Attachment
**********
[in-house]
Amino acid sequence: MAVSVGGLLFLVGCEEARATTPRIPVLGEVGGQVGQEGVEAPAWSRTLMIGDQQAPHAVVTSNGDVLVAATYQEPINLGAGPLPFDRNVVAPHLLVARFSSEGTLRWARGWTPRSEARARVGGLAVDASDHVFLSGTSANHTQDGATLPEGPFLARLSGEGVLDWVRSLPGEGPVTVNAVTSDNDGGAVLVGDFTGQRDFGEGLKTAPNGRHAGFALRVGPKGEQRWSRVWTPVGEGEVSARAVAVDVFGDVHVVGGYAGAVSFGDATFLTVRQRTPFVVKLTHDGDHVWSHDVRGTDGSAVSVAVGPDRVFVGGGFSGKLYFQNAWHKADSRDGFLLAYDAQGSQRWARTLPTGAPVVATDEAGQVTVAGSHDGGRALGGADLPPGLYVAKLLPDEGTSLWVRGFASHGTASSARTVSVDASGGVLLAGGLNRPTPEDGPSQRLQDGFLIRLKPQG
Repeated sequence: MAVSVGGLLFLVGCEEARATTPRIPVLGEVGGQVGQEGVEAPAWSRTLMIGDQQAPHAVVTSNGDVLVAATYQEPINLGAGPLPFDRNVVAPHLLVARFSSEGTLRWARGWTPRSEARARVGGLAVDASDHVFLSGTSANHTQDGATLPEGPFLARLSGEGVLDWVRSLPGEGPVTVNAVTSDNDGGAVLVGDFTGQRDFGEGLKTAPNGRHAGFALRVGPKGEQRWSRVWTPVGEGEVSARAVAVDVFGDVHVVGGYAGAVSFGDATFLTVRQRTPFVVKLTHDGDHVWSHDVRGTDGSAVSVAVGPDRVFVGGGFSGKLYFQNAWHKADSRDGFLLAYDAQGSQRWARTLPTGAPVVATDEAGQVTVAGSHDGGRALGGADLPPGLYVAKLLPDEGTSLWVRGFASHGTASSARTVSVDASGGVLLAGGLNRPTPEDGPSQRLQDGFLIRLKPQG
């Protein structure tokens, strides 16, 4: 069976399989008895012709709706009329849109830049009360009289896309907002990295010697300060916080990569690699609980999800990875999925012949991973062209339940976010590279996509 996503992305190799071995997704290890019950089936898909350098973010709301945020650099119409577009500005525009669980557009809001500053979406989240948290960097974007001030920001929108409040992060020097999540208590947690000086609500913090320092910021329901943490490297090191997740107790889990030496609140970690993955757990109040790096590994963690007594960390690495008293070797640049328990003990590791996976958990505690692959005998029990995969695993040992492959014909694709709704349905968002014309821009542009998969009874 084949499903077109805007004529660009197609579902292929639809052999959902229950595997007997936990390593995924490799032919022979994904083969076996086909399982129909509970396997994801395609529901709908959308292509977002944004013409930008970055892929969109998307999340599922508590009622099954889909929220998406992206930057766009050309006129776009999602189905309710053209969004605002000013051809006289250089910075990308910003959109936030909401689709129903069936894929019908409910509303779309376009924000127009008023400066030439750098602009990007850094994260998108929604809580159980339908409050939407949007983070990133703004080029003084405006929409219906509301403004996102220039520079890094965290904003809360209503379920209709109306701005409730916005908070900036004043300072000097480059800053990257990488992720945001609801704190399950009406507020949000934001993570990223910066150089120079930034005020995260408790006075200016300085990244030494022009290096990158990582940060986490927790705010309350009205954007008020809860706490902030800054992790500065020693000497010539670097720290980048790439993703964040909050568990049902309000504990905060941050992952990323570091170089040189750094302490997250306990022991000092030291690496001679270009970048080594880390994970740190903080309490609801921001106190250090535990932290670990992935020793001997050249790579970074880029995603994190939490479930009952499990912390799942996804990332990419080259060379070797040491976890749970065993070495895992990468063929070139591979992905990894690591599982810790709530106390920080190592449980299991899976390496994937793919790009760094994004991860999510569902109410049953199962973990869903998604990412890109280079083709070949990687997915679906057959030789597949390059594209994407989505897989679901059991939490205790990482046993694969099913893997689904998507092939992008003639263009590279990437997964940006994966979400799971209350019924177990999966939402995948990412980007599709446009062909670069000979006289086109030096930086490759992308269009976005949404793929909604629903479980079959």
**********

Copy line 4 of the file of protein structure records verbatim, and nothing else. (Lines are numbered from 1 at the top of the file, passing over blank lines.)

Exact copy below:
């Protein structure tokens, strides 16, 4: 069976399989008895012709709706009329849109830049009360009289896309907002990295010697300060916080990569690699609980999800990875999925012949991973062209339940976010590279996509 996503992305190799071995997704290890019950089936898909350098973010709301945020650099119409577009500005525009669980557009809001500053979406989240948290960097974007001030920001929108409040992060020097999540208590947690000086609500913090320092910021329901943490490297090191997740107790889990030496609140970690993955757990109040790096590994963690007594960390690495008293070797640049328990003990590791996976958990505690692959005998029990995969695993040992492959014909694709709704349905968002014309821009542009998969009874 084949499903077109805007004529660009197609579902292929639809052999959902229950595997007997936990390593995924490799032919022979994904083969076996086909399982129909509970396997994801395609529901709908959308292509977002944004013409930008970055892929969109998307999340599922508590009622099954889909929220998406992206930057766009050309006129776009999602189905309710053209969004605002000013051809006289250089910075990308910003959109936030909401689709129903069936894929019908409910509303779309376009924000127009008023400066030439750098602009990007850094994260998108929604809580159980339908409050939407949007983070990133703004080029003084405006929409219906509301403004996102220039520079890094965290904003809360209503379920209709109306701005409730916005908070900036004043300072000097480059800053990257990488992720945001609801704190399950009406507020949000934001993570990223910066150089120079930034005020995260408790006075200016300085990244030494022009290096990158990582940060986490927790705010309350009205954007008020809860706490902030800054992790500065020693000497010539670097720290980048790439993703964040909050568990049902309000504990905060941050992952990323570091170089040189750094302490997250306990022991000092030291690496001679270009970048080594880390994970740190903080309490609801921001106190250090535990932290670990992935020793001997050249790579970074880029995603994190939490479930009952499990912390799942996804990332990419080259060379070797040491976890749970065993070495895992990468063929070139591979992905990894690591599982810790709530106390920080190592449980299991899976390496994937793919790009760094994004991860999510569902109410049953199962973990869903998604990412890109280079083709070949990687997915679906057959030789597949390059594209994407989505897989679901059991939490205790990482046993694969099913893997689904998507092939992008003639263009590279990437997964940006994966979400799971209350019924177990999966939402995948990412980007599709446009062909670069000979006289086109030096930086490759992308269009976005949404793929909604629903479980079959």